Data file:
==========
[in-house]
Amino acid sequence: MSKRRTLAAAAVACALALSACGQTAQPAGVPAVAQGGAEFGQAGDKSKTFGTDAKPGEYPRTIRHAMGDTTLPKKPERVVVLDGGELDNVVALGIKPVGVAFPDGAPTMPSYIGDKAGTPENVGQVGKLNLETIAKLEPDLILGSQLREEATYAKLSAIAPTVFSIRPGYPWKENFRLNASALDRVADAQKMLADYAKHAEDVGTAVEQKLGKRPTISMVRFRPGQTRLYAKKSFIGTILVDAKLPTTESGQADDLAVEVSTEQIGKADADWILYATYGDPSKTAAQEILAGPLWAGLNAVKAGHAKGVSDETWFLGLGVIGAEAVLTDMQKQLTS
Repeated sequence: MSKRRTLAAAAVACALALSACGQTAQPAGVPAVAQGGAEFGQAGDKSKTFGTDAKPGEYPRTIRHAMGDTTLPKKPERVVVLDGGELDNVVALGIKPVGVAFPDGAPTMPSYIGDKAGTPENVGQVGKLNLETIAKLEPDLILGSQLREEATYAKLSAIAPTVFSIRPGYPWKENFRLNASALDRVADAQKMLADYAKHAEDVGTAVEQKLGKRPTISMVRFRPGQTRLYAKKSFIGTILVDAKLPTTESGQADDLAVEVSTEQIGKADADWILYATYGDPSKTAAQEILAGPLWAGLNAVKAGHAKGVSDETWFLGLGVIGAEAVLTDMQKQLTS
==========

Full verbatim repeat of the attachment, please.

[in-house]
Amino acid sequence: MSKRRTLAAAAVACALALSACGQTAQPAGVPAVAQGGAEFGQAGDKSKTFGTDAKPGEYPRTIRHAMGDTTLPKKPERVVVLDGGELDNVVALGIKPVGVAFPDGAPTMPSYIGDKAGTPENVGQVGKLNLETIAKLEPDLILGSQLREEATYAKLSAIAPTVFSIRPGYPWKENFRLNASALDRVADAQKMLADYAKHAEDVGTAVEQKLGKRPTISMVRFRPGQTRLYAKKSFIGTILVDAKLPTTESGQADDLAVEVSTEQIGKADADWILYATYGDPSKTAAQEILAGPLWAGLNAVKAGHAKGVSDETWFLGLGVIGAEAVLTDMQKQLTS
Repeated sequence: MSKRRTLAAAAVACALALSACGQTAQPAGVPAVAQGGAEFGQAGDKSKTFGTDAKPGEYPRTIRHAMGDTTLPKKPERVVVLDGGELDNVVALGIKPVGVAFPDGAPTMPSYIGDKAGTPENVGQVGKLNLETIAKLEPDLILGSQLREEATYAKLSAIAPTVFSIRPGYPWKENFRLNASALDRVADAQKMLADYAKHAEDVGTAVEQKLGKRPTISMVRFRPGQTRLYAKKSFIGTILVDAKLPTTESGQADDLAVEVSTEQIGKADADWILYATYGDPSKTAAQEILAGPLWAGLNAVKAGHAKGVSDETWFLGLGVIGAEAVLTDMQKQLTS